In addition to the main autumn crops, apples and more, it is also well worthwhile working out what your autumn surroundings can provide. Even if you don’t have a garden full of food, your local area might provide a wide range of yields.
Both in my own garden, and in the surrounding area, we can find plenty of edible resources at this time of year. And while you may not find exactly the same things where you live, it is likely that you will find plenty of forage at this time of year.
First of all, of course, there are the hedgerow fruits and berries: crab apples, wild plums, blackberries, sloes, elderberries, rose hips, haws, flowering quince, barberries, rowan berries, and more.
Then there are the wild weeds – edible greens that are available throughout all the seasons. Edible greens may be more abundant in spring and early summer. But there are still plenty of edible greens to enjoy at this time of year. Common sorrel, nettles, fat hen, lamiums and more… there are also plenty of seeds that can be collected at this time of year – either to eat, or for sowing in a wildlife friendly garden.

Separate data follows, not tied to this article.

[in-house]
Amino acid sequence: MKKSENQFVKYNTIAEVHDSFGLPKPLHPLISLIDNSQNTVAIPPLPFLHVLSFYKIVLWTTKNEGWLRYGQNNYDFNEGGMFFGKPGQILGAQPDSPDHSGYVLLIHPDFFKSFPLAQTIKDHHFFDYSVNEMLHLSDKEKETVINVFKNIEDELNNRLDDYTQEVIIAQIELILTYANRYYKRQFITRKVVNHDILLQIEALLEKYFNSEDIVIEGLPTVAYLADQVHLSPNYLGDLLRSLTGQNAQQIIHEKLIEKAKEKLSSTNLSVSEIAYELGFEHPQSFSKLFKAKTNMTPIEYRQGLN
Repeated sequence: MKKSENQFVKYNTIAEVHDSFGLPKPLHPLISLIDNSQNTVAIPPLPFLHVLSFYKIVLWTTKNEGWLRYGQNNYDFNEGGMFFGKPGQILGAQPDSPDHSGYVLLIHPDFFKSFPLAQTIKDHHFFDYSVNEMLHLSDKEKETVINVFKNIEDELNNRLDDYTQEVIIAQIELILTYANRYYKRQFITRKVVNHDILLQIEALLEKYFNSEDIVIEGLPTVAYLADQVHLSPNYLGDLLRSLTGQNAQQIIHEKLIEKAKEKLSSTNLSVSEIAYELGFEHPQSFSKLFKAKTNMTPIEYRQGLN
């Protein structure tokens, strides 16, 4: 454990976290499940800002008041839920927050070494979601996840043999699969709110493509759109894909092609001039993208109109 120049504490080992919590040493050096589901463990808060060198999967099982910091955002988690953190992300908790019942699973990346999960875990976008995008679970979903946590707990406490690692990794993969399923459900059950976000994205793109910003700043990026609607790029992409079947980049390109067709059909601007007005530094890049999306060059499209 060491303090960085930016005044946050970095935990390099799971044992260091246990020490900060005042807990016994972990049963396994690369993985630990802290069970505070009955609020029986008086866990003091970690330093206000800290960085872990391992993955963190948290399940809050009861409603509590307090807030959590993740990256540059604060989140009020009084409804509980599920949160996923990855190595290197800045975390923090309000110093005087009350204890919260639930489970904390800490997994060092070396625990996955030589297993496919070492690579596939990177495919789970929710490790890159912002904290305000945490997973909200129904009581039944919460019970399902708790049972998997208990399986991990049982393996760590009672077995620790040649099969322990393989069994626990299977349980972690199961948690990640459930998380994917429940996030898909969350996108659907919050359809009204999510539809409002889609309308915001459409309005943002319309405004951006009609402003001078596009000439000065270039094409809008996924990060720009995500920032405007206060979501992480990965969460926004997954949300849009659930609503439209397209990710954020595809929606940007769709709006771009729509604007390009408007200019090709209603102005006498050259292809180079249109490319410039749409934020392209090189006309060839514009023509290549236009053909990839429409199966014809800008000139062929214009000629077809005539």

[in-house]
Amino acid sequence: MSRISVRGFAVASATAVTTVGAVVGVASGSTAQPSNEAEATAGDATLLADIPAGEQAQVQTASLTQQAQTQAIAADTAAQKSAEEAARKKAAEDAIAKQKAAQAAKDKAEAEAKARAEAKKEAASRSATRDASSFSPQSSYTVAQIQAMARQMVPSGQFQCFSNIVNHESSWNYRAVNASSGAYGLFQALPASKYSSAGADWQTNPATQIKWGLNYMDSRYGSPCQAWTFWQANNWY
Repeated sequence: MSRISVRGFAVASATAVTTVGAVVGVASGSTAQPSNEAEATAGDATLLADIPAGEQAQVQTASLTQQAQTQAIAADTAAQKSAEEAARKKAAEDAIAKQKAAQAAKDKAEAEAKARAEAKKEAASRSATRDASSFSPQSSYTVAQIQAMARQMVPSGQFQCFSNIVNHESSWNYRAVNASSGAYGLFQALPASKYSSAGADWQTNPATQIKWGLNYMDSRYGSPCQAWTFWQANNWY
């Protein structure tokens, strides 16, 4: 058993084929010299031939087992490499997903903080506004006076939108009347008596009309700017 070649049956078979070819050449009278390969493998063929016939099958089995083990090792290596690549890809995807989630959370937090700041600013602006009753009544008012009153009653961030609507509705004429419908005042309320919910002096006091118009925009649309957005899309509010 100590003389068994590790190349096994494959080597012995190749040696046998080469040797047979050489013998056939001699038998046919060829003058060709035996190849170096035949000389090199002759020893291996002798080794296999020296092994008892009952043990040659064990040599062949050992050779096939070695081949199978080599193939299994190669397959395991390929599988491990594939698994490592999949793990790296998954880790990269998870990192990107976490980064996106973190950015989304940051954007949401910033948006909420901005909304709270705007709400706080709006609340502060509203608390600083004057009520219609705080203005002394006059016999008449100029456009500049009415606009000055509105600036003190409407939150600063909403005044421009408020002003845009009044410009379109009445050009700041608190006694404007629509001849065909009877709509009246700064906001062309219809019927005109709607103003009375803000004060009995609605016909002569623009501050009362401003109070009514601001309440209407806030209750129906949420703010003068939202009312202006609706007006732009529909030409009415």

Of course, the season of mists and mellow fruitfulness is also the best time to forage for edible fungi. It is important not to take any risks with foraging. Ideally, forage with an expert on edible fungi if you plan to take advantage of this wild resource.
Remember, hedgerows, woodlands, coastlines and wild spaces of all kinds can offer a bounty – not just of edible yields but also potentially of other resources. For example, (with a landowner’s permission where necessary), you may be able to gather fallen leaves, branches or twigs for use in composting/ making leaf mould, to make garden supports etc..
Whether in your garden, or in your local area, autumn is a great time to head out to make the most of all that nature can provide.